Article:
The early sound era of film was like the Wild West when it came to making movies. It was into this experimental milieu that a series of short films that used all-dog casts was produced between 1929 and 1931.
Professionally trained canines were the stars of the “all-barkie” Dogville Comedies. Metro-Goldwyn-Mayer produced the nine shorts as parodies of Hollywood’s hits. The films were shot with silent film and dubbed over with human speech, utilizing the voices of the creators Jules White and Zion Myers, as well as their colleague Pete Smith. According to Jan-Christopher Horak, the director of UCLA’s film and television archive, it is likely that other contracted MGM actors and actresses also lent their voices to the films, although none of that work was credited.
To a modern viewer, it can be hard to tell who the audience of these films were. It might seem like a canine cast is best suited for children, but the plots were often mature, featuring adultery, murder, and even cannibalism.
So how did these films come to be made? To understand that, one must also understand the way the studios were operating in the late 1920s and early 1930s. In this era, shorts would play before a full-length feature. They were primarily produced by independent companies and distributed through the studios. As the popularity of the shorts grew, studios brought on some of those independent producers to develop in-house work.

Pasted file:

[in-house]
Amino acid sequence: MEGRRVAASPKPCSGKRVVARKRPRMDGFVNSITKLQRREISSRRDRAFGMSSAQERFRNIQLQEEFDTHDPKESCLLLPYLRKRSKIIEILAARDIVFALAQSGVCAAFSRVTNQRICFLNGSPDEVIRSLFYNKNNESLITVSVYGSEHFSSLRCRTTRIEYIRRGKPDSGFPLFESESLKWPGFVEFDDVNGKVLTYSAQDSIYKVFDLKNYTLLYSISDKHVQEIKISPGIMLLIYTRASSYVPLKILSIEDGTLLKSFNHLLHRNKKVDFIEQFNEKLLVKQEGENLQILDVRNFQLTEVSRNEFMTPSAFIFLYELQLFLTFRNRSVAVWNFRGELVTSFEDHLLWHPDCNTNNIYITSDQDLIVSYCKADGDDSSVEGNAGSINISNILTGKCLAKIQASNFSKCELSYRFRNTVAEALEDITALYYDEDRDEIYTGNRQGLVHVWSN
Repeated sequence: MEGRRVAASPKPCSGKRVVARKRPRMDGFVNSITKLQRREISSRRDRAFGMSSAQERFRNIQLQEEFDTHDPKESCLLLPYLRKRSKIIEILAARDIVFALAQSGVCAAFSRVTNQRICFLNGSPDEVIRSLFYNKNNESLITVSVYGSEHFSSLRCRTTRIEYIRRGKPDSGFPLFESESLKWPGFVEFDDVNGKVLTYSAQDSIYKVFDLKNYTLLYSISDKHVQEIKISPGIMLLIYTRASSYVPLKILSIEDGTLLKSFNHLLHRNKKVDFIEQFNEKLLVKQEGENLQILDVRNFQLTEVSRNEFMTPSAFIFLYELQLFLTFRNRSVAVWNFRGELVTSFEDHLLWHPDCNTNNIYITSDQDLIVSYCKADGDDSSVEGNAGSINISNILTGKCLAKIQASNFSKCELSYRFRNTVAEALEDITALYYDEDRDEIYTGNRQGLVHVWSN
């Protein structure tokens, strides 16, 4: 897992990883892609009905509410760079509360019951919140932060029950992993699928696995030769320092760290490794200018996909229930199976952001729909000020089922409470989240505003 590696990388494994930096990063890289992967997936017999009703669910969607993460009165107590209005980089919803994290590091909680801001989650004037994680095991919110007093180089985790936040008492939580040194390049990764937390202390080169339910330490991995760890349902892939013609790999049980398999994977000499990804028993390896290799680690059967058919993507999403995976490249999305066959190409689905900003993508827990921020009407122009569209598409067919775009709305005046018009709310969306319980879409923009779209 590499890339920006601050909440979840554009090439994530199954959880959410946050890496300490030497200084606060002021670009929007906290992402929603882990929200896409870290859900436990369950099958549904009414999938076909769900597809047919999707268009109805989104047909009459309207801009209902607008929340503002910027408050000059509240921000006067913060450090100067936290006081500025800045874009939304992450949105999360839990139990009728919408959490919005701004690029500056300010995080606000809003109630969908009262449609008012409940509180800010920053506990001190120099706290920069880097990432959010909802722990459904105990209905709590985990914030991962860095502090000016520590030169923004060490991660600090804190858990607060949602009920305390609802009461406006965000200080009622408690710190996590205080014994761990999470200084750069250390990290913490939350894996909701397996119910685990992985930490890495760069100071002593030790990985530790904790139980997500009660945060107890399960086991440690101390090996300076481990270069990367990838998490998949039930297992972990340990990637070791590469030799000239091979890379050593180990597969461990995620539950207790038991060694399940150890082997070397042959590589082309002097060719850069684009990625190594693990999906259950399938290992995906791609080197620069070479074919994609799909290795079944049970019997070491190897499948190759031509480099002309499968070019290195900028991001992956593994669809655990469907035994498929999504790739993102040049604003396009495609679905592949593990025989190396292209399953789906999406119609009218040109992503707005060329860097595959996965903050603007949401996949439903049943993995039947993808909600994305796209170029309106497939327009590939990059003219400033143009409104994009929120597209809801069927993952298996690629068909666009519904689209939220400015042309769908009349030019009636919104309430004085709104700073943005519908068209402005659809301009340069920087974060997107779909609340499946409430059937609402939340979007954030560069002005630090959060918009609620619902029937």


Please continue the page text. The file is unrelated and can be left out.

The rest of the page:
In 1929, according to film historian Rob King, MGM hired Jules White and Zion Myers to organize their new short subjects department. White had close connections in Hollywood. In King’s recent book Hokum!, he writes that Jack White, the older brother of Jules, was a top comedic shorts producer who helped Jules secure work as an assistant film editor before being recruited by MGM. A young Myers began working at Universal as a secretary in the early 1920s, when his sister Carmel was a rising silent film star. One of his co-workers there was Irving G. Thalberg, who would go on to become a legendary figure in American filmmaking. When Thalberg became an executive at MGM in the 1920s, Myers was able to secure a job at the company as a shorts director.
The Dogville shorts started with 1929’s College Hounds, a parody of Buster Keaton’s College that features a huge doggie football game. The next film was Hot Dog, about a murder in a seedy cabaret after a jealous husband finds out his wife has been cheating on him. The subsequent films all had equally punny names. There was the murder-mystery Who Killed Rover? and a Broadway parody called The Dogway Melody. Those were followed by The Big Dog House, All’s Canine on the Western Front, Love Tails of Morocco, Two Barks Brothers, and Trader Hound, a riff on MGM’s Trader Horn.
Some of the dogs came trained from renowned Hollywood animal trainer Rennie Renfro. Renfro had a ranch in Van Nuys where he reportedly trained roughly one hundred dogs for films over the course of his long career. Renfro worked closely with Myers and White to direct each short. Since they shot on silent film, the directors often shouted their commands to elicit the desired behavior from the dogs.